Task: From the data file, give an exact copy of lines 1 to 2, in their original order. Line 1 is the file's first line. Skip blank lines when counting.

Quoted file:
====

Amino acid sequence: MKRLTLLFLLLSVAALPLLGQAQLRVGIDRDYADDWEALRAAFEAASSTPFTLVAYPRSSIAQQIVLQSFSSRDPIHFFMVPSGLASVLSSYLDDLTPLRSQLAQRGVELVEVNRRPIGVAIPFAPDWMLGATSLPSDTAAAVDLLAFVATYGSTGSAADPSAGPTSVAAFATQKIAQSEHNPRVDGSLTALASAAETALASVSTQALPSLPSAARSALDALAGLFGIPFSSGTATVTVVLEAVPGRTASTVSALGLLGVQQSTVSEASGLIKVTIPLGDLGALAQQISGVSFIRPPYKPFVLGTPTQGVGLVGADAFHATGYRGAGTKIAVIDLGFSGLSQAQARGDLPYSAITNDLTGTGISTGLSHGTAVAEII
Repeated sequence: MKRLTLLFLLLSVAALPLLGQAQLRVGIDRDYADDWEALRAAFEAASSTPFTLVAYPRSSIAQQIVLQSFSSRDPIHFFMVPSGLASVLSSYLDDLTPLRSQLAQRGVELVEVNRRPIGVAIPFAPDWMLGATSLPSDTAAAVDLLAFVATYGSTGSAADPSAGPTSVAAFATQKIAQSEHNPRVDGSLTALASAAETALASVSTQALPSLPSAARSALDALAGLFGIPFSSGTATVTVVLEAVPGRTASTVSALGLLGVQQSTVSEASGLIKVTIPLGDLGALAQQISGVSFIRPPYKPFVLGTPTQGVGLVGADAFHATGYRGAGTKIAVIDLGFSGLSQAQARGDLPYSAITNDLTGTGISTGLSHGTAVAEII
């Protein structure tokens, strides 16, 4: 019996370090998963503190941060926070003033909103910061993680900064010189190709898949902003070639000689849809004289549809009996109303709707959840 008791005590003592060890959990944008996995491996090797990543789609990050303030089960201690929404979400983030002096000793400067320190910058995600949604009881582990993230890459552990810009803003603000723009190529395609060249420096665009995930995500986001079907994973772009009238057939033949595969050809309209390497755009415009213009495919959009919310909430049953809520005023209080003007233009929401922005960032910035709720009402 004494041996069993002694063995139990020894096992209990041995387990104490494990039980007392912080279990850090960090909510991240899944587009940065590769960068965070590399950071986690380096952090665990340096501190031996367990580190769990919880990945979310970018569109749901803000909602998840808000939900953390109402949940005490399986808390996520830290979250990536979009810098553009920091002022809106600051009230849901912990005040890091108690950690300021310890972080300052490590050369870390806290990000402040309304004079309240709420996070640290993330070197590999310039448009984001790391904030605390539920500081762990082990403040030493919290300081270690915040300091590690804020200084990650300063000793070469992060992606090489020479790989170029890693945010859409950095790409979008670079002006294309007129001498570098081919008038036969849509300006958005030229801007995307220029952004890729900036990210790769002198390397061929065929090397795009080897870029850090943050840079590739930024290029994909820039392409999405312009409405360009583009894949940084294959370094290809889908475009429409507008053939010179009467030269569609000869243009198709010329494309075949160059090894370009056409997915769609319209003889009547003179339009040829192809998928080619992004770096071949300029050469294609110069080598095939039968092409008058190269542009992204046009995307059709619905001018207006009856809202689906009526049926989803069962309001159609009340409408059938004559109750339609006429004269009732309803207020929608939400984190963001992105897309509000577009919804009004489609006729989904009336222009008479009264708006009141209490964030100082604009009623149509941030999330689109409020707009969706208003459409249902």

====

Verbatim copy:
Amino acid sequence: MKRLTLLFLLLSVAALPLLGQAQLRVGIDRDYADDWEALRAAFEAASSTPFTLVAYPRSSIAQQIVLQSFSSRDPIHFFMVPSGLASVLSSYLDDLTPLRSQLAQRGVELVEVNRRPIGVAIPFAPDWMLGATSLPSDTAAAVDLLAFVATYGSTGSAADPSAGPTSVAAFATQKIAQSEHNPRVDGSLTALASAAETALASVSTQALPSLPSAARSALDALAGLFGIPFSSGTATVTVVLEAVPGRTASTVSALGLLGVQQSTVSEASGLIKVTIPLGDLGALAQQISGVSFIRPPYKPFVLGTPTQGVGLVGADAFHATGYRGAGTKIAVIDLGFSGLSQAQARGDLPYSAITNDLTGTGISTGLSHGTAVAEII
Repeated sequence: MKRLTLLFLLLSVAALPLLGQAQLRVGIDRDYADDWEALRAAFEAASSTPFTLVAYPRSSIAQQIVLQSFSSRDPIHFFMVPSGLASVLSSYLDDLTPLRSQLAQRGVELVEVNRRPIGVAIPFAPDWMLGATSLPSDTAAAVDLLAFVATYGSTGSAADPSAGPTSVAAFATQKIAQSEHNPRVDGSLTALASAAETALASVSTQALPSLPSAARSALDALAGLFGIPFSSGTATVTVVLEAVPGRTASTVSALGLLGVQQSTVSEASGLIKVTIPLGDLGALAQQISGVSFIRPPYKPFVLGTPTQGVGLVGADAFHATGYRGAGTKIAVIDLGFSGLSQAQARGDLPYSAITNDLTGTGISTGLSHGTAVAEII